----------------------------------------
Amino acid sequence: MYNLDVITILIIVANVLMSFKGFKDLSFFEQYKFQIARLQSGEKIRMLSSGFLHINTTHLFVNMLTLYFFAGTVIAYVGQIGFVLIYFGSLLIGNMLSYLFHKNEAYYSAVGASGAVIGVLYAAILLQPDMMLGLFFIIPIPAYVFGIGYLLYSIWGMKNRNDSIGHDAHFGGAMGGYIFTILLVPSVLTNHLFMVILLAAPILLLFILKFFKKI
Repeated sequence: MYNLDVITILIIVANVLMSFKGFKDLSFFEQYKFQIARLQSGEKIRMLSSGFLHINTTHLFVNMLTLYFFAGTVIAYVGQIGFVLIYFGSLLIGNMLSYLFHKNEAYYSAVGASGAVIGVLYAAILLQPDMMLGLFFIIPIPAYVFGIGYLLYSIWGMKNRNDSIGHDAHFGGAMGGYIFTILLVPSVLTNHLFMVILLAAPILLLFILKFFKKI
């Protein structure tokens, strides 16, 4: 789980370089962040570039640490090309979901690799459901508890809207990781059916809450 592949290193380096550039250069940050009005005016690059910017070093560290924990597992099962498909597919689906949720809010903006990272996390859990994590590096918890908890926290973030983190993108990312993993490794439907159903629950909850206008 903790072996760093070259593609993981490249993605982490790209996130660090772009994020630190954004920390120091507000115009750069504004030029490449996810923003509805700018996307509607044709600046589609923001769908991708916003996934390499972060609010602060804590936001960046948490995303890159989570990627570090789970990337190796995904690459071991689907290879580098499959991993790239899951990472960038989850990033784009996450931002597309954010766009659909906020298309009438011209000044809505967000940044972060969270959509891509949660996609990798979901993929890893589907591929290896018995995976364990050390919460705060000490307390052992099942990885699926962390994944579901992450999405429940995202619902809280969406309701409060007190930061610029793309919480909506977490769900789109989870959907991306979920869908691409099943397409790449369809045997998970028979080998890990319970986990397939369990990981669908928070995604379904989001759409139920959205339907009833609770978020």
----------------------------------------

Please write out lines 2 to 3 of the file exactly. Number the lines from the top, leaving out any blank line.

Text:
Repeated sequence: MYNLDVITILIIVANVLMSFKGFKDLSFFEQYKFQIARLQSGEKIRMLSSGFLHINTTHLFVNMLTLYFFAGTVIAYVGQIGFVLIYFGSLLIGNMLSYLFHKNEAYYSAVGASGAVIGVLYAAILLQPDMMLGLFFIIPIPAYVFGIGYLLYSIWGMKNRNDSIGHDAHFGGAMGGYIFTILLVPSVLTNHLFMVILLAAPILLLFILKFFKKI
């Protein structure tokens, strides 16, 4: 789980370089962040570039640490090309979901690799459901508890809207990781059916809450 592949290193380096550039250069940050009005005016690059910017070093560290924990597992099962498909597919689906949720809010903006990272996390859990994590590096918890908890926290973030983190993108990312993993490794439907159903629950909850206008 903790072996760093070259593609993981490249993605982490790209996130660090772009994020630190954004920390120091507000115009750069504004030029490449996810923003509805700018996307509607044709600046589609923001769908991708916003996934390499972060609010602060804590936001960046948490995303890159989570990627570090789970990337190796995904690459071991689907290879580098499959991993790239899951990472960038989850990033784009996450931002597309954010766009659909906020298309009438011209000044809505967000940044972060969270959509891509949660996609990798979901993929890893589907591929290896018995995976364990050390919460705060000490307390052992099942990885699926962390994944579901992450999405429940995202619902809280969406309701409060007190930061610029793309919480909506977490769900789109989870959907991306979920869908691409099943397409790449369809045997998970028979080998890990319970986990397939369990990981669908928070995604379904989001759409139920959205339907009833609770978020």